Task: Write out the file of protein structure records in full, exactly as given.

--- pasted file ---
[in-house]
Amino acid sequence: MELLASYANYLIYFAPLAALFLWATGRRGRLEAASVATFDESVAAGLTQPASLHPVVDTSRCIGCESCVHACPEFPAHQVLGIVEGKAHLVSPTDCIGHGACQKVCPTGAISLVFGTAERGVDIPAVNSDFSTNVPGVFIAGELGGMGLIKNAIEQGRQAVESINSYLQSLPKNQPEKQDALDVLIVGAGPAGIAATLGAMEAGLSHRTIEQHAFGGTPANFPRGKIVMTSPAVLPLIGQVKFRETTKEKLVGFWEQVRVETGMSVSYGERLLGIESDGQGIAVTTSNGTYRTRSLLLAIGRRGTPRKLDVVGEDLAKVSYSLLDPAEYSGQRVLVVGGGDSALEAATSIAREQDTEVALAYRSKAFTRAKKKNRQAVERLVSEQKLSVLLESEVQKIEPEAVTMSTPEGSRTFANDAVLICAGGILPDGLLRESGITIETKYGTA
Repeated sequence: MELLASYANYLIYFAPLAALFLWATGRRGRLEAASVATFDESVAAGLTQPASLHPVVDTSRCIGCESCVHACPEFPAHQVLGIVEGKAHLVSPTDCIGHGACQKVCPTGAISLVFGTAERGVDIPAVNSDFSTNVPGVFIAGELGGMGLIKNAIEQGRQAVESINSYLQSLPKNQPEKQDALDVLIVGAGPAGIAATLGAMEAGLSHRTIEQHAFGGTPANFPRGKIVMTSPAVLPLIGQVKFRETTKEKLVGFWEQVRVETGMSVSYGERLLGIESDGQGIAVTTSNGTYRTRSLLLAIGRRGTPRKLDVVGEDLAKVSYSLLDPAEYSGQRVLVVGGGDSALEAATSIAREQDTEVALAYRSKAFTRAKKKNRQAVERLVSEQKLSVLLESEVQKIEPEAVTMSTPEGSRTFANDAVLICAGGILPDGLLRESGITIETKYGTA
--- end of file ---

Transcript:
[in-house]
Amino acid sequence: MELLASYANYLIYFAPLAALFLWATGRRGRLEAASVATFDESVAAGLTQPASLHPVVDTSRCIGCESCVHACPEFPAHQVLGIVEGKAHLVSPTDCIGHGACQKVCPTGAISLVFGTAERGVDIPAVNSDFSTNVPGVFIAGELGGMGLIKNAIEQGRQAVESINSYLQSLPKNQPEKQDALDVLIVGAGPAGIAATLGAMEAGLSHRTIEQHAFGGTPANFPRGKIVMTSPAVLPLIGQVKFRETTKEKLVGFWEQVRVETGMSVSYGERLLGIESDGQGIAVTTSNGTYRTRSLLLAIGRRGTPRKLDVVGEDLAKVSYSLLDPAEYSGQRVLVVGGGDSALEAATSIAREQDTEVALAYRSKAFTRAKKKNRQAVERLVSEQKLSVLLESEVQKIEPEAVTMSTPEGSRTFANDAVLICAGGILPDGLLRESGITIETKYGTA
Repeated sequence: MELLASYANYLIYFAPLAALFLWATGRRGRLEAASVATFDESVAAGLTQPASLHPVVDTSRCIGCESCVHACPEFPAHQVLGIVEGKAHLVSPTDCIGHGACQKVCPTGAISLVFGTAERGVDIPAVNSDFSTNVPGVFIAGELGGMGLIKNAIEQGRQAVESINSYLQSLPKNQPEKQDALDVLIVGAGPAGIAATLGAMEAGLSHRTIEQHAFGGTPANFPRGKIVMTSPAVLPLIGQVKFRETTKEKLVGFWEQVRVETGMSVSYGERLLGIESDGQGIAVTTSNGTYRTRSLLLAIGRRGTPRKLDVVGEDLAKVSYSLLDPAEYSGQRVLVVGGGDSALEAATSIAREQDTEVALAYRSKAFTRAKKKNRQAVERLVSEQKLSVLLESEVQKIEPEAVTMSTPEGSRTFANDAVLICAGGILPDGLLRESGITIETKYGTA